One hundred advanced Jordanian EFL learners, fourth-year students majoring in English language and literature at the University of Jordan, participated in the study. Their mean age was 22 years. All were native speakers of JSA, who had a working knowledge of Modern Standard Arabic (MSA). It should be noted that the participants were mostly female (85 females and 15 males); the majority of students who specialize in English language and literature at the University of Jordan are females, at least at the time of the study. The researcher did not consider gender as an independent variable in the current study as the sample of male participants is non-representative. The selection of this group of advanced EFL learners was based on the researcher’s belief that at this age and proficiency level in English, the students would be equipped with the metalanguage necessary for the multiple-choice test that is going to be administered as this type of test is intellectually demanding. Students of low or intermediate level of proficiency may not be suitable for this study. At the time of data collection (i.e., the second semester of the academic year 2012-2013), the participants had completed at least 80 to 90 credit hours of advanced English courses such as Novel, Drama, Poetry, Translation, Shakespeare, Syntax, Poetry, and Linguistics.
Twenty-four English metaphorical expressions were selected from McGraw-Hill’s American Idioms Dictionary (Spears, 2007) and 24 Arabic metaphorical expressions were collected from A Comprehensive Dictionary of English Idioms: English-Arabic (Adel, 1997). The selection of items was based on the correspondence or the lack of correspondence of both (a) the conceptual metaphors and (b) the linguistic expressions of JSA and English metaphorical expressions (see Appendices A-F). The conceptual metaphor is identified on the basis of the linguistic expression. For instance, there is a proof of the conceptual metaphor: IDEAS ARE FOOD in English expressions such as “there are too many facts here for me to digest them all, I just can’t swallow that claim, that argument smells fishy, etc.” (Lakoff & Johnson, 2003, p. 47). The same conceptual metaphor also exists in JSA, as in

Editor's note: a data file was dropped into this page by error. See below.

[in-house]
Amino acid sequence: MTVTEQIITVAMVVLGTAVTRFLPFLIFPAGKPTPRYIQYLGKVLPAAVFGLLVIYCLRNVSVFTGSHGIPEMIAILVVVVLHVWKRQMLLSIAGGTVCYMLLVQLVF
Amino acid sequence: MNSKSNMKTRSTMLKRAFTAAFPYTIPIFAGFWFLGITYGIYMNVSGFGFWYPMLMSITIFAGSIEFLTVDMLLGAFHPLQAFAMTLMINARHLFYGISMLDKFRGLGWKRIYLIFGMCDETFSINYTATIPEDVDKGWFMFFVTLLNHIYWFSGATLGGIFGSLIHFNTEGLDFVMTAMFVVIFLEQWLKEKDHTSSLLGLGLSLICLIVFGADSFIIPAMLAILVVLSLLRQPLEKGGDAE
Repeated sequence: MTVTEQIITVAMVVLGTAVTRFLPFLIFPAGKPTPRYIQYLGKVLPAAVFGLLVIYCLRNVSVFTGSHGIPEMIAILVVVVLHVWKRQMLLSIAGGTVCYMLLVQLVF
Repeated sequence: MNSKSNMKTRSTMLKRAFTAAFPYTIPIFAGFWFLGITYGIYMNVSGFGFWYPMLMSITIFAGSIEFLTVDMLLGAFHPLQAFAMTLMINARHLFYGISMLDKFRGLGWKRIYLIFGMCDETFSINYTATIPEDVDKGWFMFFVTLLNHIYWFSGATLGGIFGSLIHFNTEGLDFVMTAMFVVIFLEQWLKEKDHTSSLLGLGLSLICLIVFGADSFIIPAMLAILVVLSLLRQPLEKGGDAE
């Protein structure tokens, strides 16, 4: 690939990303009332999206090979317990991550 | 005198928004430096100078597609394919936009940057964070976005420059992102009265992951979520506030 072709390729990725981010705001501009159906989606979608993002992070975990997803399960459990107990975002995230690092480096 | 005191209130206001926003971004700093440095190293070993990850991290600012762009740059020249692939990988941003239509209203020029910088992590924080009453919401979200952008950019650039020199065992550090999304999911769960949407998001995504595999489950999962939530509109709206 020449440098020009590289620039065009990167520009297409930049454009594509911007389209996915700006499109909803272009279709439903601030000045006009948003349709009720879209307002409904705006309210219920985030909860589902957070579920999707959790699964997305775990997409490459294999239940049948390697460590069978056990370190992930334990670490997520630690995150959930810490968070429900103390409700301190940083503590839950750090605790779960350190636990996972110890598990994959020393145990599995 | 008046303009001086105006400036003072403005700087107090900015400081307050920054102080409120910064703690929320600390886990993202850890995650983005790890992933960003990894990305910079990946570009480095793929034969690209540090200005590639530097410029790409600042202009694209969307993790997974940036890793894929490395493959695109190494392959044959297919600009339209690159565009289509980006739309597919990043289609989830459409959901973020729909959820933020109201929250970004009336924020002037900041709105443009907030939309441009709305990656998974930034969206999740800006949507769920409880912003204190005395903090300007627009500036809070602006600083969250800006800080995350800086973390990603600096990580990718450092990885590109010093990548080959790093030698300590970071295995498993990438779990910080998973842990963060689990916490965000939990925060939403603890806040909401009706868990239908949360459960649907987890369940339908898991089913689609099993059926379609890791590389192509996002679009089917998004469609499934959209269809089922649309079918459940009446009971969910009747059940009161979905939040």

1. hakyu maa ʔilu taʔim
talk-his no has taste
Lit. his speech is tasteless
“His speech is meaningless”
The underlying conceptual metaphor (i.e., IDEAS ARE FOOD) explains the relatedness of the linguistic expressions in both languages. The selected metaphors in English were then checked with reference to a corpus to ascertain their occurrence and frequency in contemporary speech. The English metaphors were checked in The Corpus of Contemporary American English (COCA; n.d.). With regard to the Arabic metaphors, the researcher conducted a pilot study in which 12 native speakers of JSA were asked to provide the meaning of the JSA metaphorical expressions used in this study. The purpose of this procedure was to ascertain the occurrence of these metaphorical expressions in contemporary JSA speech. The researcher included in the final version of the test only those metaphorical expressions that received similar answers from 80% and above of the JSA native speakers. In addition, to ensure the validity of the test, an earlier version of it was given to 10 native speakers of English (American, British, and Australian) before the test took place. The researcher included in the final version of the test the sentences that received similar responses from 80% and above of the English native speakers. No minimum frequency level for English metaphorical expressions in COCA (n.d.) was set. However, the frequency is taken into account in the discussion of the results.
The metaphorical expressions were then analyzed and compared according to the similarity and the difference between the conceptual metaphors and linguistic expressions in both English and JSA. This comparison aims at anticipating the participants’ responses in the test based on their metaphorical knowledge of L1.